Police have identified the first of the Paris assassins
François Molins, the Paris Prosecutor, has announced that French investigators have identified the first of the assassins who killed 129 people in Friday in Paris during a coordinated attack. Omar Ismail Mostefai (age 29) was identifed by one of his fingers that was found at the Bataclan concert hall.
Mostefai lived in a suburb of Paris and was one of the men who committed a suicide assassination targeting those attending a rock concert at the Bataclan center. A police source told Agence France-Presse that their first order of business is to identify the other assassins.
Officers will then ascertain whether the assailants had accomplices. A spokesperson for the Office of the Paris Prosecutor announced that French Police also arrested the brother and father last night of another of the terrorists who attacked in Paris on Friday.
The spokesperson said police are searching the building where those persons were arrested but did not provide further details. Meanwhile, the Belgian Government has announced that it is increasing its security measures for large-scale events from the second level of alert to level three.
The Belgian cabinet said this maximum police readiness especially concerns entertainment events and sports venues. The measures were adopted during a nighttime session of Belgium's Security Council after it developed that the tracks of the organizers of Friday's terrorist action in Paris might lead to Belgium.
Among the victims of Friday's terrorist action, according to unofficial reports, are the citizens of 12 states. Those who have perished are said to include one American, two Tunisians, one Swede, two Mexicans, one Spaniard, two Romanians, two Portuguese, one Moroccan, two Chileans, one Briton, three Belgians and one Algerian.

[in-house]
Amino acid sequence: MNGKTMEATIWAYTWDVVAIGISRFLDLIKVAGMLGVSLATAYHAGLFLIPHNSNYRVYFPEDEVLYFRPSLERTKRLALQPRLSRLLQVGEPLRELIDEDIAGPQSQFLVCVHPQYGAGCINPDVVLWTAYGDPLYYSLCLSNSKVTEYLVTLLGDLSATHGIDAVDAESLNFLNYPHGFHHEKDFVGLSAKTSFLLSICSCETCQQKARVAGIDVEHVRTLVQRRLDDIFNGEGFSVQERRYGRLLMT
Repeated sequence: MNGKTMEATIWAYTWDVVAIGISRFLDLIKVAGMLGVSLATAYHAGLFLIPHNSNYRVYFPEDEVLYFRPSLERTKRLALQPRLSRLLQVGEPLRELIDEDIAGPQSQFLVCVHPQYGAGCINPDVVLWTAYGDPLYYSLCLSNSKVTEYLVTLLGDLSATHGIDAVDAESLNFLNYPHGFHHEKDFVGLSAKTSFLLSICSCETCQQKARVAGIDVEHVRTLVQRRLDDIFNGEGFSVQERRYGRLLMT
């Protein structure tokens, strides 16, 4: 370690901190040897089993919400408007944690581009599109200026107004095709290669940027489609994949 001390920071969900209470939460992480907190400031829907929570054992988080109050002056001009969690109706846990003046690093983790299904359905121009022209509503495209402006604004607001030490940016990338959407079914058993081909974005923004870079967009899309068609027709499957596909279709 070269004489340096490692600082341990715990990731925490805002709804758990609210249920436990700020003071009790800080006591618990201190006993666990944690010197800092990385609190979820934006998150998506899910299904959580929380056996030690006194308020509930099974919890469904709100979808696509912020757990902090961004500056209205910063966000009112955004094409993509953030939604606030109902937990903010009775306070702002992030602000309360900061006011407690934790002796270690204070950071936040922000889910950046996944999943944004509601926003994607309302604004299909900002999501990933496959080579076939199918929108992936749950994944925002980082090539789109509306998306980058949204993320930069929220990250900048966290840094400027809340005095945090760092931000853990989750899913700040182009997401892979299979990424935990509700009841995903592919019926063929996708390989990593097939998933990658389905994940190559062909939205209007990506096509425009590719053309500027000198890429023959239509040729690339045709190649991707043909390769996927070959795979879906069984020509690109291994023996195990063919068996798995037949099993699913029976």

Was one of the assassins a "refugee"?
Authorities say a Syrian passport was found near the body of one of the deceased assassins. According to the Greek authorities, the number of the passport corresponds to a man who registered as a refugee at the beginning of October when he entered that country.
Czech news server iDNES.cz reports that doubt has been cast on that information, however, by a member of the security services who told the American broadcaster CBS News that the passport may have been faked. The identification number of the document reportedly does not correspond to the numbering used on Syrian documents, and the name on the document is said to not correspond to the man depicted in the photograph.
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